English version


From Longman Dictionary of Contemporary Englishtimescaletime‧scale, time scale /ˈtaɪmskeɪl/ ●○○ noun [countable] especially British English  PERIOD OF TIMEthe period of time it takes for something to happen or be completed The timescale for completing the work would be fairly tight.
Examples from the Corpus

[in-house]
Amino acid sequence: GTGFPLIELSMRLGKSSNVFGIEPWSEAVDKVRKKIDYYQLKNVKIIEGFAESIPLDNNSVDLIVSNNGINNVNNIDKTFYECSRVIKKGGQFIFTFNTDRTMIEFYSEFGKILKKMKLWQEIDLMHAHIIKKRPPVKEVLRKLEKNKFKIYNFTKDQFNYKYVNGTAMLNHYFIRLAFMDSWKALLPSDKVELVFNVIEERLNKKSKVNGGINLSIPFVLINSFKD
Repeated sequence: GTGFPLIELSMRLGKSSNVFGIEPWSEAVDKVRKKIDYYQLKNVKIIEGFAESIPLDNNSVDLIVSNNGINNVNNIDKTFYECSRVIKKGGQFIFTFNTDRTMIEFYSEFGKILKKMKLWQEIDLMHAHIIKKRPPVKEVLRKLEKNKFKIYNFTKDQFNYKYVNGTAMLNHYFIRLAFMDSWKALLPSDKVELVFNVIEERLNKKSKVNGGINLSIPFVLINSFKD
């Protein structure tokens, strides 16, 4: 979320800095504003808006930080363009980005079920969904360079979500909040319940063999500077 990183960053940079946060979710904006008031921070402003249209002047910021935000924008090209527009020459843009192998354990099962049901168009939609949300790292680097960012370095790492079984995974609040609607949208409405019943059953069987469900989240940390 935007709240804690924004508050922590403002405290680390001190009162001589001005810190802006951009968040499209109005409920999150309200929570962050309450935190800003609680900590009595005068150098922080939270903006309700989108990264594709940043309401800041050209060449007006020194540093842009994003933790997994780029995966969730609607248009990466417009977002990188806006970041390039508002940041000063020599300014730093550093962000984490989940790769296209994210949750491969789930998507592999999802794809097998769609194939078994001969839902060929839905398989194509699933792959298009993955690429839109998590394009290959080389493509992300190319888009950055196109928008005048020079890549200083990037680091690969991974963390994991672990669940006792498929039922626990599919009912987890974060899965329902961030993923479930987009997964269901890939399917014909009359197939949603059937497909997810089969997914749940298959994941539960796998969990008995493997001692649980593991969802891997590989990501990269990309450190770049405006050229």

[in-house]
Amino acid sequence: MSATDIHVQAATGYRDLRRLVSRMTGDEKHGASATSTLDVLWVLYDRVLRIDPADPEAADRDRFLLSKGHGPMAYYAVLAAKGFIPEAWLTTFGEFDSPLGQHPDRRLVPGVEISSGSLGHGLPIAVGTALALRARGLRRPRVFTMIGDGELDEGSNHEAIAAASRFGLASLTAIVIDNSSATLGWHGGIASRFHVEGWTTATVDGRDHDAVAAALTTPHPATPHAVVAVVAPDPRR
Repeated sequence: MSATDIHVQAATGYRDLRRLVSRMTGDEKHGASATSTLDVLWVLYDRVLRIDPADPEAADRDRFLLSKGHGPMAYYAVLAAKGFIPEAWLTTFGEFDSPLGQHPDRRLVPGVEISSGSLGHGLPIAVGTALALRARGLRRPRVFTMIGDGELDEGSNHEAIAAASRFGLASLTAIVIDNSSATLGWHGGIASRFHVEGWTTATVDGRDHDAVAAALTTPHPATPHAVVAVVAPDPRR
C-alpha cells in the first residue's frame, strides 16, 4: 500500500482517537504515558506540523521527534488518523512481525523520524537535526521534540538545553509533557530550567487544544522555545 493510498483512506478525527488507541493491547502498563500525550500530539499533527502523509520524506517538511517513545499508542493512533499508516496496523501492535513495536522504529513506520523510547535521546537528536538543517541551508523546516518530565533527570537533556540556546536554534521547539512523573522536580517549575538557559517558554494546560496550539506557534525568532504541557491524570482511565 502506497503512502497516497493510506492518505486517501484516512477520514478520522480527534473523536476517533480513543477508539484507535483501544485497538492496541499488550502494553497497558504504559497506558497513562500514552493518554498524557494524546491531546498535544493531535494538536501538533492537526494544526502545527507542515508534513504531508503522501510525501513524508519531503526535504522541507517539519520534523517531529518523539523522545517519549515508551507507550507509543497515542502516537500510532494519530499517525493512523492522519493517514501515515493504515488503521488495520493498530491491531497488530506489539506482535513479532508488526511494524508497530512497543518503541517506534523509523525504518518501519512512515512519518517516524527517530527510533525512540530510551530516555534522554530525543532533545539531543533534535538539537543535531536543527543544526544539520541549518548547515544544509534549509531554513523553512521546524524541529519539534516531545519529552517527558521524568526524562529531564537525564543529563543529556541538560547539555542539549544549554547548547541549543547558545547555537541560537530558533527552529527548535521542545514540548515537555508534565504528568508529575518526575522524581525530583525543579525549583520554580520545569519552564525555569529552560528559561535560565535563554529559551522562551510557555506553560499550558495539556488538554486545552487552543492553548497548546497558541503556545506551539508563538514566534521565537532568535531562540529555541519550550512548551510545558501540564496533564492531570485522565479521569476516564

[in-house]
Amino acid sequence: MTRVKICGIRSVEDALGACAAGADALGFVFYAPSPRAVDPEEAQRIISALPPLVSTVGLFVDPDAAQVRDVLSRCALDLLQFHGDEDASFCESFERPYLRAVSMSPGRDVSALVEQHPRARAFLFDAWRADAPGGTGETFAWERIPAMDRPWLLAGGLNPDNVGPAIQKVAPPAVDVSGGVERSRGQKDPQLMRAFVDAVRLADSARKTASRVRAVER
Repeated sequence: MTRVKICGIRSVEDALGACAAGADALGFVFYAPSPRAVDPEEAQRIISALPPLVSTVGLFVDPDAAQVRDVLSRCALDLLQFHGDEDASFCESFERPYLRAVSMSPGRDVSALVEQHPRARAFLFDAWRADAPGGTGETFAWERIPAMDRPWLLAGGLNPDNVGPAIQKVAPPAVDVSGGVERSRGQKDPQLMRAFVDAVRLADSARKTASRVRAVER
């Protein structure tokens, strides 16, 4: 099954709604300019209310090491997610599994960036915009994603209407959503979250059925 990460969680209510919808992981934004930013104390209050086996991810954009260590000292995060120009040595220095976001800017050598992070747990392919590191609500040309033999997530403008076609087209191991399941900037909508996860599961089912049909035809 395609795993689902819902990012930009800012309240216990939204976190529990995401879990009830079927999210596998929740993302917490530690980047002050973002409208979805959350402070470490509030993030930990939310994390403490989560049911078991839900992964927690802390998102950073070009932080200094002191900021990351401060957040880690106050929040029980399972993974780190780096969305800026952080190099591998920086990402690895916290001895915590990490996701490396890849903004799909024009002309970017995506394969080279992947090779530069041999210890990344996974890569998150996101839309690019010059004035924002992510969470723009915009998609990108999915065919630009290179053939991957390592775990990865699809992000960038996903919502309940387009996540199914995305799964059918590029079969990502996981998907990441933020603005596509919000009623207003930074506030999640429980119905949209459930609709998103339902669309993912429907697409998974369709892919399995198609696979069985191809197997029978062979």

timescaleThis is generally held to be wildly optimistic, and in some quarters, an impossible timescale.Patients need information regarding the treatment plan, its timescale and any alternative options should the side-effects become too severe to continue.Lengthy timescales often mean a changing external environment into which the innovation has to be introduced, and impact upon the benefits.Because of the timescale the estate agents being paid up to £10.95 for each house valued are thought to be rushing the work.If we fail to meet any of these timescales we will pay you £5.00 for every complete day your supply is interrupted.The clean coal project, he said, was to have a five-year timetable to replace the original 10-year timescale.
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